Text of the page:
Third, the existing feed specifications all handle updates differently. RSS has a single pubDate value and Atom a single updated value, the idea in both cases apparently being that the distinction between when an item was first published and when it was most recently updated doesn’t matter (The specs don’t say why, though, so that’s just my hypothesizing.) JSON Feed sensibly supplies both date_published and date_modified.

That means that a feed reader service or application like Feedbin or NetNewsWire needs to be a lot smarter, though. It cannot rely on publishers updating pubDate in RSS or updated in Atom; nor on having JSON Feed items, since they are still by far the minority; nor on those items correctly using date_modified, since both date_published and date_modified are optional. Net, the reader service has to keep track of previous versions itself using some kind of caching mechanism.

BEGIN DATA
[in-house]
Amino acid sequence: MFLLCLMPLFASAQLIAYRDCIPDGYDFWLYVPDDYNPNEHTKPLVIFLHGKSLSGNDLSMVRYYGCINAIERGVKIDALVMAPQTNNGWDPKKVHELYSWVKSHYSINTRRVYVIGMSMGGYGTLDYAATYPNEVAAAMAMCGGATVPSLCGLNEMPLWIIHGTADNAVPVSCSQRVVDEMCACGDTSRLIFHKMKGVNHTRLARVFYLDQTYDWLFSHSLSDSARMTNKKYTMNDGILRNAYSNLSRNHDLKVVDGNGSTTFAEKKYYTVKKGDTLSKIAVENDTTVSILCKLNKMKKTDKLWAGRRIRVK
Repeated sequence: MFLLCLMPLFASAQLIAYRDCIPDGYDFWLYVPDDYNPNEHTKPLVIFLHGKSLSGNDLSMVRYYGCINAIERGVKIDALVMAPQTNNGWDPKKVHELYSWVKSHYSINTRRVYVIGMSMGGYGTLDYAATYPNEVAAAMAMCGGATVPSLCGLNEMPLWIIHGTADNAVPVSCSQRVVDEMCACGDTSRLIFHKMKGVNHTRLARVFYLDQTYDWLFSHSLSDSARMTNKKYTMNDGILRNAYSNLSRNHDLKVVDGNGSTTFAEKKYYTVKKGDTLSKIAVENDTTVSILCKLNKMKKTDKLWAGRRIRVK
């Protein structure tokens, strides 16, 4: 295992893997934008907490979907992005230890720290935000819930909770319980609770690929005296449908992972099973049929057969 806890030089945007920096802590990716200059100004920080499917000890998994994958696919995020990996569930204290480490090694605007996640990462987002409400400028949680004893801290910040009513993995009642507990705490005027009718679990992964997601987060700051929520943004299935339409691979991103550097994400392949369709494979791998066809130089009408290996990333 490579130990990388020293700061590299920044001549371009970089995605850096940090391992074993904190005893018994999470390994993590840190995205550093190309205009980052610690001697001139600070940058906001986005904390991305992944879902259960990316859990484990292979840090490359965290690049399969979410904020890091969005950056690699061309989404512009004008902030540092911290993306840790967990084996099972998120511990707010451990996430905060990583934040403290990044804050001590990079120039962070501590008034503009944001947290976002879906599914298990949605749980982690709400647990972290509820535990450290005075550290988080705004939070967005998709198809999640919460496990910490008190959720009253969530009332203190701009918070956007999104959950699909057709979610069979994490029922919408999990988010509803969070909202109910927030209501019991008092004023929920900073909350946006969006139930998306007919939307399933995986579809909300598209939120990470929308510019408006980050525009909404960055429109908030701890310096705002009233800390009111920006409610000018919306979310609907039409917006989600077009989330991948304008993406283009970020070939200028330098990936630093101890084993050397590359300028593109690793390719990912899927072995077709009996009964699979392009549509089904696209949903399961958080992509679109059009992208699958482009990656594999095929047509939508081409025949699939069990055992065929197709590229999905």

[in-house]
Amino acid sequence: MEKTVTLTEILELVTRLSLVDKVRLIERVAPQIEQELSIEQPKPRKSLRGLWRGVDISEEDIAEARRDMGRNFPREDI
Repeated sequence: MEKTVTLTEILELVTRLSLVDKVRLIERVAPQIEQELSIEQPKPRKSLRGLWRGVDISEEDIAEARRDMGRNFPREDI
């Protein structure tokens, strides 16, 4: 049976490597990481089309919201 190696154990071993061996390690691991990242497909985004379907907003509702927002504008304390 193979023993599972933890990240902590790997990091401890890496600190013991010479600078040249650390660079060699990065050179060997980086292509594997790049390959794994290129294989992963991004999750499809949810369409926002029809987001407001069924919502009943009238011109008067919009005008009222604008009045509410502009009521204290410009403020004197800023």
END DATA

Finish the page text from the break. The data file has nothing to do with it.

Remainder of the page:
This further increases the cost of implementing handling for updates for feed readers, which again decreases the likelihood they will do so.

Fourth, the updates pushed out to a feed item are often trivial. While some changes are important, many are incidental: correcting a typo, updating the phrasing in a particular paragraph, etc. — the kinds of things which may help a bit with polish but don’t fundamentally affect the argument of a given post/essay/etc.

This is so notwithstanding the specifications’ own allowances for just this issue! The W3C description for the Atom <updated> tag makes this explicit: